Blog for the course offered at Teachers College, Columbia University during Fall 2005

Thursday, October 20, 2005

Issue Entrepreneurship: proposal feedback (part 3)

Again, we have very interesting proposals in this batch. My comments follow:


I think ubiquitous Wi-Fi is going to become an increasingly important issue, so I'm looking forward to seeing what you do. Providing answers to the questions you've outlined will be useful to people planning to bring Wi-Fi to their communities. But how exactly will you use social software to make a contribution to the cause? In other words, putting together a knowledgebase is more of a research project. The interesting question, from the perspective of the assignment, is how to use social software to transform that information into something people can use to promote the cause. Also, how do you intend to use social software to link local and global groups interested in this issue? I'm sure your ideas about this will evolve as you continue to research the organizations involved in this field, and get a better sense of what opportunities there are to get involved.

(FYI, there is a doctoral student in our program, Lara, who is writing her dissertation on municipal Wi-Fi. It would be great if she could share some of her research with you. Sarah might know how to get in touch with her.)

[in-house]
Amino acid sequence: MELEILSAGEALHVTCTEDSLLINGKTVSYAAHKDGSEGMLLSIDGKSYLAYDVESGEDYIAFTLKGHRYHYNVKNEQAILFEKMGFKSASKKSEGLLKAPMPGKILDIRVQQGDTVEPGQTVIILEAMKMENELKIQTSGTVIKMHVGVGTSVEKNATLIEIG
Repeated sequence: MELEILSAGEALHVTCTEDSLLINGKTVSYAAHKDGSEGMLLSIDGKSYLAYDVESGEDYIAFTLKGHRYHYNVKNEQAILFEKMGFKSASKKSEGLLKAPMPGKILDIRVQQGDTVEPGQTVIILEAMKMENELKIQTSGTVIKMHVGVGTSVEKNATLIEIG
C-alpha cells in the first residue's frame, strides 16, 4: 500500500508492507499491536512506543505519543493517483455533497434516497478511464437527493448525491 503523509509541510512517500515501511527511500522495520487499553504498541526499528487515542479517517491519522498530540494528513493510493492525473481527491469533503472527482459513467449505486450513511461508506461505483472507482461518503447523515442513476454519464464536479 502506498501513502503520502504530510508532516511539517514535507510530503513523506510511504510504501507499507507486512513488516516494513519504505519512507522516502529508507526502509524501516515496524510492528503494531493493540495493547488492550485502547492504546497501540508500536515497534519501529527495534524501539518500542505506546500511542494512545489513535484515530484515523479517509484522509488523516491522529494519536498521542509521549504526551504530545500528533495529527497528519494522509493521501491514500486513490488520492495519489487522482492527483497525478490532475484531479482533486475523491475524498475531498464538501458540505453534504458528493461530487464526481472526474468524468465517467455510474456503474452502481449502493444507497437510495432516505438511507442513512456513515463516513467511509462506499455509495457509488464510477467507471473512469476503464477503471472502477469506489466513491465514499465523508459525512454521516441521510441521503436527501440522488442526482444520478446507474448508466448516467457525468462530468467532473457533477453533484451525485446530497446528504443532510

You've put together a very detailed proposal, combining both the what (the issue) and the how (how you are going to use social software to make a contribution to this issue). While the connections with the local are clear (all of this work is happening within communities at SHU), I think it is important to keep in mind the global dimension of your project. In other words, how will you use social software to build bridges with other groups in other institutions around the country or world that are interested in similar issues? Surely, they can benefit from your work, and you from theirs! Part of the appeal of social software is that it can put us in touch with others in the same field, so that we don't feel like we are reinventing the wheel or working in isolation. I think you can do some things to integrate the efforts of your initiative into a larger (global) Community of Practice. I look forward to hearing about your experiences.


Disclaimer: Jonah, who is taking this course for 1 credit, talked to me about turning our final Wiki project into his IE initiative. Thus, as you can see from his recent email, he is approaching this project as an attempt to facilitate a social software-enhanced community (consisting at this stage of us and some folks from the Annengberg workshop). That's good news for us!

Jonah, I think that as you continue to explore the best technological solutions to our community requirements, you should keep in mind the social aspects as well: We have here two groups of people who share a similar interest, but who have had no conversations about the methodology or the end goals. You should also keep in mind the requirements of the external audience that (we hope) will benefit from our efforts, and possibly contribute to them as well.

I think you should go ahead and set things up, and we will have a discussion on November 1st about the actual shape that we want this project to take.

Good luck to y'all!


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